New Director Shifts Balance Of Power At Livermore Lab

LIVERMORE, CALIF.-Last summer Edward Teller, founder of the Lawrence Livermore National Laboratory, took his protégé, Livermore theoretical physicist Lowell Wood, to the White House. There they met with President Ronald Reagan and Vice President George Bush to discuss Wood's latest idea for a weapon to defend the country against incoming Soviet missiles. Joining them was John Nuckolls, a nuclear physicist who a few months earlier had become the director of Livermore, the Department of

Ta Heppenheimer
Aug 6, 1989
LIVERMORE, CALIF.-Last summer Edward Teller, founder of the Lawrence Livermore National Laboratory, took his protégé, Livermore theoretical physicist Lowell Wood, to the White House. There they met with President Ronald Reagan and Vice President George Bush to discuss Wood's latest idea for a weapon to defend the country against incoming Soviet missiles. Joining them was John Nuckolls, a nuclear physicist who a few months earlier had become the director of Livermore, the Department of Energy's northern California weapons lab.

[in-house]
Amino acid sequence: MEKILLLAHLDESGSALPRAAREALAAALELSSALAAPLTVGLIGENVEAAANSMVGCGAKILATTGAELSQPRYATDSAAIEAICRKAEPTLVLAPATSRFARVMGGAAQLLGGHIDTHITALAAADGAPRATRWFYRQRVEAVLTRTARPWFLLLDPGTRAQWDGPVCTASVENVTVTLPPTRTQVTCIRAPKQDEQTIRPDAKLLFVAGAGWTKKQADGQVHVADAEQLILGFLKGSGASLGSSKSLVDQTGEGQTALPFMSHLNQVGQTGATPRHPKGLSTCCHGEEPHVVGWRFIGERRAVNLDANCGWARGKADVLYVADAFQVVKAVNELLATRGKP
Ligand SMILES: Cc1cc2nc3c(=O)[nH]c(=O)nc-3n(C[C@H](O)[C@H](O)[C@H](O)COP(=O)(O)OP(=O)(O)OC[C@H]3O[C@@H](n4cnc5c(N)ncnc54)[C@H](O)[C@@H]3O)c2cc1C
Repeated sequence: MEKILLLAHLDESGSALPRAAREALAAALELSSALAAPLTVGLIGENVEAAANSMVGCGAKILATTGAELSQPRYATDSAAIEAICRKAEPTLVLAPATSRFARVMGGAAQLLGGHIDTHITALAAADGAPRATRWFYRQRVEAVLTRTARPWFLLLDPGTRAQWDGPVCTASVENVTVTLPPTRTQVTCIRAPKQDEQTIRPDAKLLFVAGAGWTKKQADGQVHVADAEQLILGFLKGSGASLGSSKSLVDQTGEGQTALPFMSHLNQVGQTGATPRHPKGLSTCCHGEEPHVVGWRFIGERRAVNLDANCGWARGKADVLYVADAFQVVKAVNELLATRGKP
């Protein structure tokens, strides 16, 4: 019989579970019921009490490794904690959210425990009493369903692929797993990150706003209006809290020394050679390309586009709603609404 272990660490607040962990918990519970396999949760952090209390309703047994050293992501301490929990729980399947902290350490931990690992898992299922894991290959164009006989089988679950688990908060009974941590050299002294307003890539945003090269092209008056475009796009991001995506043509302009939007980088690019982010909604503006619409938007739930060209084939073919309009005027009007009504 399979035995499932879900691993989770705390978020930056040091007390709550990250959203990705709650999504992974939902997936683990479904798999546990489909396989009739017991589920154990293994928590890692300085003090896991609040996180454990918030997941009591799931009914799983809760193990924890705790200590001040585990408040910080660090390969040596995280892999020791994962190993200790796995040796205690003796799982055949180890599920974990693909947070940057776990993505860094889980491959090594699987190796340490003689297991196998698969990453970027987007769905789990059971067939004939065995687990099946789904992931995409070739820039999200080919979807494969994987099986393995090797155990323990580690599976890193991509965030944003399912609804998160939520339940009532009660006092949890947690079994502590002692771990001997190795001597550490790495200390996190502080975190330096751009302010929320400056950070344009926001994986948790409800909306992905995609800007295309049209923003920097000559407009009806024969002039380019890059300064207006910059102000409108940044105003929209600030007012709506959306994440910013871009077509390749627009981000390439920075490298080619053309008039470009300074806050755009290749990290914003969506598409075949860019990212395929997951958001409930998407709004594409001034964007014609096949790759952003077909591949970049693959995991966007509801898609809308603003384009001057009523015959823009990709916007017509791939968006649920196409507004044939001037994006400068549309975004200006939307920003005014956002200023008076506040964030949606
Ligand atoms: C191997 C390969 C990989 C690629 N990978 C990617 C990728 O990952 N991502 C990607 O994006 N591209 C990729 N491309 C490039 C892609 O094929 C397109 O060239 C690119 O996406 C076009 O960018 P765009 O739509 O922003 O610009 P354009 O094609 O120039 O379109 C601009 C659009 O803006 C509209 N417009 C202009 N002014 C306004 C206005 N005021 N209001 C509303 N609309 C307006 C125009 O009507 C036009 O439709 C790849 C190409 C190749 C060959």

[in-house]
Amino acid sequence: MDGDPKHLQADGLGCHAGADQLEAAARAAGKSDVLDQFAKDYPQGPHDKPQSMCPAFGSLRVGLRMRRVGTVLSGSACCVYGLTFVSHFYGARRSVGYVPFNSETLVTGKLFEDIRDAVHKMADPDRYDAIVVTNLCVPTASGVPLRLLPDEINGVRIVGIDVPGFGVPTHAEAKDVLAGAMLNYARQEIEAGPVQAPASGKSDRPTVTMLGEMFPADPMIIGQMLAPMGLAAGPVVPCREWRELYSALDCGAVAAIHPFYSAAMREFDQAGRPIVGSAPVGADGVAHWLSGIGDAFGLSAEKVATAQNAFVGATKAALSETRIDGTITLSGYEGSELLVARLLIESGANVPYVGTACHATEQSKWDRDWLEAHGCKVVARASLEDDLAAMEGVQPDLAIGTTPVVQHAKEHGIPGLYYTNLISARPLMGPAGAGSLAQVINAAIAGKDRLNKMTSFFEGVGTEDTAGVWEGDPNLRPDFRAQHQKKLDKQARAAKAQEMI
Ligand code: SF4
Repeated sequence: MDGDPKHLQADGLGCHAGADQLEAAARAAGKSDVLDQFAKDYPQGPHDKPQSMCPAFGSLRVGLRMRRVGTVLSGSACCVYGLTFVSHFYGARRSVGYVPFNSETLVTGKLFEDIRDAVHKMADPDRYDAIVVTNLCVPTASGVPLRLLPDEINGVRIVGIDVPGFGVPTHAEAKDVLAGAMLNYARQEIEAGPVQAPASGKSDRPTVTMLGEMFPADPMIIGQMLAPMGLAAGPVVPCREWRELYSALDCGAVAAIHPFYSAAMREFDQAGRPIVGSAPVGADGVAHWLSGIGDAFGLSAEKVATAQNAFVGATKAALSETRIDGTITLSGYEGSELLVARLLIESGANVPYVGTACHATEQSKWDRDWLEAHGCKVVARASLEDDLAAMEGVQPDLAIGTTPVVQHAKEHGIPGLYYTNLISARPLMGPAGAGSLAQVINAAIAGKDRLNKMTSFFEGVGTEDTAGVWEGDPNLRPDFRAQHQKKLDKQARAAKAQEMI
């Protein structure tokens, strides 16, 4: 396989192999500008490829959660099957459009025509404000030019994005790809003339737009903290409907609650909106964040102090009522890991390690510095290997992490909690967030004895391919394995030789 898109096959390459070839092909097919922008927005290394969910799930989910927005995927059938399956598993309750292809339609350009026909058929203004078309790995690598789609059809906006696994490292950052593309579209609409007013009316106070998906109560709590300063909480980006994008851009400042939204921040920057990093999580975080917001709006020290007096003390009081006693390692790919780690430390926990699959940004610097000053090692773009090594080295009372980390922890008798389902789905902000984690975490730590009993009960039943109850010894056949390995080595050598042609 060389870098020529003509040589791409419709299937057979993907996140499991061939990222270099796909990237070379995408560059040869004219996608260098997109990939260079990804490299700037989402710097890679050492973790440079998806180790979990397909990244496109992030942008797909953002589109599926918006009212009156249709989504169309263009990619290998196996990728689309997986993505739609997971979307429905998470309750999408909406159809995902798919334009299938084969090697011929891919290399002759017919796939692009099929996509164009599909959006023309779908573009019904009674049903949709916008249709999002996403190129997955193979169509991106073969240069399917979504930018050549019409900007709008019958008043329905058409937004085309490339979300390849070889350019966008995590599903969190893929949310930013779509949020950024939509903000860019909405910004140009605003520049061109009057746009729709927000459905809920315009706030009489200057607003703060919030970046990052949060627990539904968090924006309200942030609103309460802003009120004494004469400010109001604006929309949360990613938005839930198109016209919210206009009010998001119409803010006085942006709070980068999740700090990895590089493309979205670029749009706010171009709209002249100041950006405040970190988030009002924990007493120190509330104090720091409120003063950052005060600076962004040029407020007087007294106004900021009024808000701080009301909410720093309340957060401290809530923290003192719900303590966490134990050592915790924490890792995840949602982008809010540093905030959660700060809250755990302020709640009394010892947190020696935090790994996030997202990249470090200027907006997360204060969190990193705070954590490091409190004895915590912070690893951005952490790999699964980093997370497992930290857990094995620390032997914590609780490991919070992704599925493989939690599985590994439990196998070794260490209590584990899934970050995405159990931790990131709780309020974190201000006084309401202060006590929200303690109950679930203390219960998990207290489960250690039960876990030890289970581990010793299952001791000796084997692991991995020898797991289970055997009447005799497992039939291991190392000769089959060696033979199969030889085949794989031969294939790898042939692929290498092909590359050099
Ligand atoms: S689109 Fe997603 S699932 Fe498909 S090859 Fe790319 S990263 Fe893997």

Today, a year later, the fate of the Strategic Defense Initiative (SDI)-and with it the "Brilliant Pebbles" approach that Wood has proposed-remains an open question, as Congress debates whether the country needs and can afford such a military system. But many scientists say that the July 1988 meeting in the White House was much more than a technical briefing on Wood's idea for a lightweight, computer-driven, high-speed projectile to help defend...